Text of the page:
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What Do You Know About OSHA Hazard Communication Standards?

set of 9 vector Globally Harmonized System (GHS) Safety Marks for packaging, CLP warning signs

The New Year means a new list of resolutions. We’re one week in, have you or your company tackled any on that list? Something that you should consider focusing on this year, is making sure your company is compliant with OSHA rules and regulations.

In this blog, we want to review one of OSHA’s most cited violations of last year: Hazard Communication. This came in second for most cited. Whether or not this is an issue in your workplace, you should know about the OSHA Hazard Communication Standard.

Hazard Communication Standard (HCS) is defined that companies and workers have knowledge of any certain chemicals that they may be exposed to in the workplace and that they must follow safety precautions and protective measures. However, before the chemical even reaches the workplace, manufacturers and importers are forced to decide the hazard level of the chemical they are creating and sending out through a process called Hazard Determination.

A few examples of possible hazardous substances include:

  • Glues
  • Paints
  • Pesticides
  • Metals

Hazard Determination is the process of checking the health and physical hazards of the chemical, alongside evaluating former data that is available about them. After the testing, the manufacturers must provide information and correct labeling on the shipping containers and material safety data sheets (MSDS) for whoever they are sending too.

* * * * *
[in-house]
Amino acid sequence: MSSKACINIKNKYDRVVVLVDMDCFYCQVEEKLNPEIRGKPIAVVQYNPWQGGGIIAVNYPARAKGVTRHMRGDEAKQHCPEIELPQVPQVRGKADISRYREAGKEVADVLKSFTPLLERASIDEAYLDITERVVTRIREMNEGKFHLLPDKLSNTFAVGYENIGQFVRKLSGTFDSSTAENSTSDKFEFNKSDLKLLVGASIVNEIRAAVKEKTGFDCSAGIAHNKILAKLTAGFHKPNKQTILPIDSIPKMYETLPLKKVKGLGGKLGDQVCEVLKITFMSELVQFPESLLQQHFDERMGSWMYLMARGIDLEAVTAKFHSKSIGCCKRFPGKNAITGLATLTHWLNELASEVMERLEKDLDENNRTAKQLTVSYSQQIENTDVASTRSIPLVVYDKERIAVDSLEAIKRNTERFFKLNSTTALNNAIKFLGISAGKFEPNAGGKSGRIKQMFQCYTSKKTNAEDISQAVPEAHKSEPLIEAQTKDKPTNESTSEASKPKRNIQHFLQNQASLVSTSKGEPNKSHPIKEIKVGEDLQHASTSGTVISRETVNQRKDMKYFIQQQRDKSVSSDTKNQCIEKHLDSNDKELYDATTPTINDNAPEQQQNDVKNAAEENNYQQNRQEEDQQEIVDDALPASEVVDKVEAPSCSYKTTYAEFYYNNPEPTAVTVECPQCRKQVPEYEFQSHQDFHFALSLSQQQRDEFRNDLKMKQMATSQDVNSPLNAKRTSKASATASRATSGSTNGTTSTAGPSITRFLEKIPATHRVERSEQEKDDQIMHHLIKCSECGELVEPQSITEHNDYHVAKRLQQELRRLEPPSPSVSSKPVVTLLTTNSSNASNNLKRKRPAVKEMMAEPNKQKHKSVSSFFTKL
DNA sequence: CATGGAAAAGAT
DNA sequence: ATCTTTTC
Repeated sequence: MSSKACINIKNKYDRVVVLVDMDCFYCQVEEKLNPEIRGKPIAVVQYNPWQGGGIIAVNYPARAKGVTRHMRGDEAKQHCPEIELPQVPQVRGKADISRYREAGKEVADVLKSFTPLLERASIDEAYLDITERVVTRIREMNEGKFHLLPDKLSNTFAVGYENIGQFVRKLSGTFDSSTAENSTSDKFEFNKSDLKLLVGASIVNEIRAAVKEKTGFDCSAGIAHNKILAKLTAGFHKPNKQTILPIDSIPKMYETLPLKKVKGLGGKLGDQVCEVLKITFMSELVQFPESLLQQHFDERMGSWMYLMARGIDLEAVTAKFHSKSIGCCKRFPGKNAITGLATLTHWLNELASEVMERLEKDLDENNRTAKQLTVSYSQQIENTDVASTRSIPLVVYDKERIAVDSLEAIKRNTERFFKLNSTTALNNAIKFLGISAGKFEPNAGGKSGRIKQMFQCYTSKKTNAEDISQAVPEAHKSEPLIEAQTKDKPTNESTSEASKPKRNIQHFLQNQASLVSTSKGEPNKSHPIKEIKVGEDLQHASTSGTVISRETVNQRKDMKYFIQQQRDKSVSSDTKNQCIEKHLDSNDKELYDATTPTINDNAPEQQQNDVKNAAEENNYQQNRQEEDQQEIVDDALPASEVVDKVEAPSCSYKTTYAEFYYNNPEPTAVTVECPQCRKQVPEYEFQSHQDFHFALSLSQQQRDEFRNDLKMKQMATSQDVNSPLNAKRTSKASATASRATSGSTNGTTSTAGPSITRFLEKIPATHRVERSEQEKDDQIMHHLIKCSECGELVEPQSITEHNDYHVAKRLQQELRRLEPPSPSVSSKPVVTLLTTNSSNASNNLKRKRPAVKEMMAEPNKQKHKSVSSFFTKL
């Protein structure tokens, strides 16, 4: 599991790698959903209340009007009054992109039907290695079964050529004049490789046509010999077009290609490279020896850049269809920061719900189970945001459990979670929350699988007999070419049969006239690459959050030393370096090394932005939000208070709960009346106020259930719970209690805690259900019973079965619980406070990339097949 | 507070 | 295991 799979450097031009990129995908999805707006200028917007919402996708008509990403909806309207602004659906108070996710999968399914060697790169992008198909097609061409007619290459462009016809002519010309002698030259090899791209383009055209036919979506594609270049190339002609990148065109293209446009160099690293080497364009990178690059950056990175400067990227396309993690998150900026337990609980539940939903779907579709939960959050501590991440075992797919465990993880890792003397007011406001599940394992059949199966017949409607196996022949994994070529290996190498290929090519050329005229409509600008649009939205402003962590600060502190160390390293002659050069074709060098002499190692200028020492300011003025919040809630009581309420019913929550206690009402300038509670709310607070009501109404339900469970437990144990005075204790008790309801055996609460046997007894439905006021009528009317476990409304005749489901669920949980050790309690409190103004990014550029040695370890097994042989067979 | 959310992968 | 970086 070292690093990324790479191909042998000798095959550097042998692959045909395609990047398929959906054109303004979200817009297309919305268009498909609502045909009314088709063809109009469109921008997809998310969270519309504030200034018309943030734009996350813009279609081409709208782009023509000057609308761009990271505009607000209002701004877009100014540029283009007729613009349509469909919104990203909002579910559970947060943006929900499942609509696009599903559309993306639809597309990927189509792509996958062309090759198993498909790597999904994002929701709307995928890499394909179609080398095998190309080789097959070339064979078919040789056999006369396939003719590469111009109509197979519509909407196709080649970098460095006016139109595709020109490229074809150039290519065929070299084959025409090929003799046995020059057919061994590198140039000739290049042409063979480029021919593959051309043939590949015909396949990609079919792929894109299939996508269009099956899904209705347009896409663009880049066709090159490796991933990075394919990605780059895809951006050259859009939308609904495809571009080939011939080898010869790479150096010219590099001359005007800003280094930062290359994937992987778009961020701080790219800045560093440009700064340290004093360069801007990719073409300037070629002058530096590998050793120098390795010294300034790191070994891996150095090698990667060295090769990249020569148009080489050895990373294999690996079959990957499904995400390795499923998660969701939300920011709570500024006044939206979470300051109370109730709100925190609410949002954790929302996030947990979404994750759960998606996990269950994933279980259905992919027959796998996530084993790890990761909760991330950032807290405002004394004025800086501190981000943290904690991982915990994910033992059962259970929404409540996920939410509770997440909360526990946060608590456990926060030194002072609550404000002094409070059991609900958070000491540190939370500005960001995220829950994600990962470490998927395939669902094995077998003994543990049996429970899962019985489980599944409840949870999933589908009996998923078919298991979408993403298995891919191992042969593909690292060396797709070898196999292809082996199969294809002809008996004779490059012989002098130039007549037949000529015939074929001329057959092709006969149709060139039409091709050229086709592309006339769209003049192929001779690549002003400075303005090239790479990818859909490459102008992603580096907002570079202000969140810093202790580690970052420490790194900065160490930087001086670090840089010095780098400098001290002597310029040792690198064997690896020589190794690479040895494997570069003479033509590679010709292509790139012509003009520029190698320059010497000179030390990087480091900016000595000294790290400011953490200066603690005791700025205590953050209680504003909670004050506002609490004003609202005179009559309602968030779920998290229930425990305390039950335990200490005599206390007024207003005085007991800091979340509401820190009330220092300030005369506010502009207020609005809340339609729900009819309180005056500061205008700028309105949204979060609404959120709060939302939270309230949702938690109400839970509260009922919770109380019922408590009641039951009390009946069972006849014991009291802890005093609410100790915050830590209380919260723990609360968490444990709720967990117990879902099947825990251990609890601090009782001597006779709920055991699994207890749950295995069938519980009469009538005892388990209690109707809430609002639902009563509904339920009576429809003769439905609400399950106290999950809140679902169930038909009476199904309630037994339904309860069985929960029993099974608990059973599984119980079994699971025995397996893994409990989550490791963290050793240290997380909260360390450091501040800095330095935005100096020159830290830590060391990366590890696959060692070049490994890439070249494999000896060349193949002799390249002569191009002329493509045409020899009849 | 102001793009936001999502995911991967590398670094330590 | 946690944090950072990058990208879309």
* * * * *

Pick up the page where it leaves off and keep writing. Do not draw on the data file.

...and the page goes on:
On the other side, it is up to employers to create a Hazard Communication program and train their employees to take precautions, finalize that each container is labeled, and be granted access to MSDS’s. The HCS is present for workers to know what dangerous materials they may come in contact with, how to deal with them accordingly, and to protect or reduce the number of workers affected by them.

A few examples of possible side effects if exposed include:

  • Vomiting
  • Headaches
  • Rashes
  • Burns

The OSHA website provides further information into Hazard Communications Standards and has plenty of data, safety sheet examples, and further questions to help you. If you’re dealing with chemicals in the workplace or have run into any problems frequently, you can check out their website.

On another note, if you need any testing, site evaluation, or training courses for Hazard Communication Standards for your employees, contact us and we can set something up. Even if you think you’re following the correct OSHA guidelines, there may be something you’re unaware of and we can help you out.